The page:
Kathryn Perkins never imagined she would experience homelessness.
“I was always a working member of society. And then all of a sudden I’m not, and you know, I’ve had some bad times,” she said.
For the past six months, Perkins has been staying in a 64-square-foot tiny home which she shares with a roommate and her dog, Monster.
The tiny home is one of 18 identical units overlooking the Columbia River nestled together inside a fenced-off area in The Dalles, roughly a mile from the port in an industrial section of town. Thirty adults, including Perkins, are currently staying at the site which serves as the only homeless shelter in all of Wasco County.
The non-congregate facility is operated by Mid-Columbia Community Action Council, a nonprofit organization providing housing assistance, outreach and other services to unhoused clients in Wasco, Hood River and Sherman Counties.
Perkins was facing eviction from a home in Hood River where she was renting a room when a community health worker helped her secure a spot at the shelter in The Dalles. She said that the experience has ultimately been a positive one, helping her to dispel misconceptions she had about people experiencing homelessness.
“I just had in my head what it meant to be homeless when you drive down the freeway, you know, and you see homeless camps or just homeless people,” she said. “But then you realize there are degrees, too, of homeless people. … Quite a few people that are here work.”
Perkins is 64 years old and unable to work because of a stroke she suffered years ago. She said she receives $900 in Social Security and disability benefits each month.
“I’ve always been able to manage having my own home and all of that, but the rents are just astronomical,” she said.
Residents typically stay up to six months at the shelter facility, according to Kenny LaPoint, executive director of the Mid-Columbia Community Action Council. Case workers help unhoused clients like Perkins fill out paperwork and put their names on waitlists for apartment rentals which federal housing vouchers can help pay for.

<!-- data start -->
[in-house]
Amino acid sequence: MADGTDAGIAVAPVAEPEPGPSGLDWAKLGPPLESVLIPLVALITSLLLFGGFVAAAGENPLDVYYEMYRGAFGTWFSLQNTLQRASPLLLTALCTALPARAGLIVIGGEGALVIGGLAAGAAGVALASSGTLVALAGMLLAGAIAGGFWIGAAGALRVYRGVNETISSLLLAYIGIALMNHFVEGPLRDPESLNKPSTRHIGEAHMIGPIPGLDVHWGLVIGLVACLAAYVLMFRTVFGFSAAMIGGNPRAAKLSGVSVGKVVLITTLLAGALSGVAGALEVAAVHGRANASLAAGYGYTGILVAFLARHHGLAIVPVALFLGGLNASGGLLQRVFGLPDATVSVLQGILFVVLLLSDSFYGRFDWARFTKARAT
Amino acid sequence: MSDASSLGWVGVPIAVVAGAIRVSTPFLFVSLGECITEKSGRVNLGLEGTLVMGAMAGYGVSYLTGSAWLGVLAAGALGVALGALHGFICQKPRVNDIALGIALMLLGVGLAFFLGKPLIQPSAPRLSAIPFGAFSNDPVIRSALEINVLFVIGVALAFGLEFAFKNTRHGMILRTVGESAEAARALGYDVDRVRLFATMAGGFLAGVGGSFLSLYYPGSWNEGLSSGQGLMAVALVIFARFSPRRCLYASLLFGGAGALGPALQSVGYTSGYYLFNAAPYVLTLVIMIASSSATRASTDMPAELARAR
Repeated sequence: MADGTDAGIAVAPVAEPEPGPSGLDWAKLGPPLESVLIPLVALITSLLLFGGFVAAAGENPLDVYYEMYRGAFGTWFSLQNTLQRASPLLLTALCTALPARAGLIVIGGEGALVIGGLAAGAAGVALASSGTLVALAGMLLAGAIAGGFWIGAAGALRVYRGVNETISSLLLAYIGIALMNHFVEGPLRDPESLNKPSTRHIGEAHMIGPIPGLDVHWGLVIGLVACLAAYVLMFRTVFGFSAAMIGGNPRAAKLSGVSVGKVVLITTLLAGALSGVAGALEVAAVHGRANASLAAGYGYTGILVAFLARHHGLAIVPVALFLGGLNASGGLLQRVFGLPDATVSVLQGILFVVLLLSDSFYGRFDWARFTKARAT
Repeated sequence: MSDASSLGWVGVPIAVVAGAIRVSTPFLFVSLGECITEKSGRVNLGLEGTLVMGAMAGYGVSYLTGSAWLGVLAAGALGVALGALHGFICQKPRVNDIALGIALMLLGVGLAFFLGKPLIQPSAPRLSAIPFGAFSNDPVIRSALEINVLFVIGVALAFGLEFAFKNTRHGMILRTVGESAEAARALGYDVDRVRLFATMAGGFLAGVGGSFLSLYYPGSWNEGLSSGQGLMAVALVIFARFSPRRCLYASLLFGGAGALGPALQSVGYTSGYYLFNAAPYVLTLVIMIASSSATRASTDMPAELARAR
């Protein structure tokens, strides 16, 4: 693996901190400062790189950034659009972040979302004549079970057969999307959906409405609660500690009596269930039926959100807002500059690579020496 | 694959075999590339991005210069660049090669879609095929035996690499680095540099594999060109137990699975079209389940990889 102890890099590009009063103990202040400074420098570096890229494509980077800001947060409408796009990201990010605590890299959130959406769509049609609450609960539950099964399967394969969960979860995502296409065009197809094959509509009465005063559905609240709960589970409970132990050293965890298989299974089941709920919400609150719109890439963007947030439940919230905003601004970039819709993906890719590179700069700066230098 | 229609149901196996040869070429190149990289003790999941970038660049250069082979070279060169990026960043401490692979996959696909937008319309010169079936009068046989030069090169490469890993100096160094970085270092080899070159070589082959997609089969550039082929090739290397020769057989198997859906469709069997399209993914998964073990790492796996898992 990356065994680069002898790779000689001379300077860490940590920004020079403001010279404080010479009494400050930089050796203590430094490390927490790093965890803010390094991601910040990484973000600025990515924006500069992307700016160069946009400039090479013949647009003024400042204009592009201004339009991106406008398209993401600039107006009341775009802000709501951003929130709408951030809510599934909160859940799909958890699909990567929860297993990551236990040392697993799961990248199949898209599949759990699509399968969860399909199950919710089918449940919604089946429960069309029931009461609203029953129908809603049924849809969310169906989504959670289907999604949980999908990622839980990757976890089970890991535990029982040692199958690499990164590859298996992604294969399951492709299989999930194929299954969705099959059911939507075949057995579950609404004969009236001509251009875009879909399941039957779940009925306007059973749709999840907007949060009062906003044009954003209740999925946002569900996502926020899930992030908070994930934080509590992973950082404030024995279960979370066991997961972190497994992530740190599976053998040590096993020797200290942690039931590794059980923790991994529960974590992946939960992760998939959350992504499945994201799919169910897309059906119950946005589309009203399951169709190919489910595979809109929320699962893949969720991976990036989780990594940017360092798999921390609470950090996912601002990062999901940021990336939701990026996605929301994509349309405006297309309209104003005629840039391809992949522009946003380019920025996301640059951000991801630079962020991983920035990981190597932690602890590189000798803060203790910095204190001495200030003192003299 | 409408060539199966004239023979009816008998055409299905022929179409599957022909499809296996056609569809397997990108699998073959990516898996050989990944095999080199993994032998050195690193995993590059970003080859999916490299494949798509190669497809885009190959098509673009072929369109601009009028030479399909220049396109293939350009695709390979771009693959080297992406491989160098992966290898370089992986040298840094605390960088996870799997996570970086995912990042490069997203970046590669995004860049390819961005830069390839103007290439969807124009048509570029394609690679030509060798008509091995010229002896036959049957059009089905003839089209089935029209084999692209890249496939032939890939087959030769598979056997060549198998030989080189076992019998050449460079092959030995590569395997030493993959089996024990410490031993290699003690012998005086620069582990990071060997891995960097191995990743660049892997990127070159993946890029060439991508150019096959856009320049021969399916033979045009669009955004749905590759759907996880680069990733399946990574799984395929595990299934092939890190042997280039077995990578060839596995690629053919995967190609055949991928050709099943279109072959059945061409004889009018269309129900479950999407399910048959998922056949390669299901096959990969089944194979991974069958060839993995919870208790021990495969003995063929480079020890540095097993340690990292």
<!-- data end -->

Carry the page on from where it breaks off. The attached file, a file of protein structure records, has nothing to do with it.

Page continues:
“Since the beginning of this year, we’ve placed over 60 people into permanent housing from this site,” LaPoint said.
MCCAC will also break ground in the spring on a new navigation center located north of The Dalles’ downtown on a donated 2.6-acre parcel of land. The tiny shelter homes will be relocated to the new site, which will also include office space for seven community-based organizations offering employment assistance, behavioral healthcare and other wraparound services.
“We believe if we can sort of provide this one-stop shop in rural Oregon, it will create better access for folks who are experiencing homelessness or housing instability or just poverty generally,” LaPoint said.
In January, MCCAC will conduct a federally mandated Point-in-Time census of people experiencing homelessness in Wasco, Sherman and Hood River Counties. A count conducted this past January revealed 194 people experiencing homelessness in Wasco County.
That survey may also have been a more accurate reflection of the unhoused population in Wasco and neighboring counties compared to counts conducted in previous years.
“We partnered with a couple of culturally specific organizations to ensure that the Latinx community and the Native community were counted… and historically, those communities were not counted well,” LaPoint said.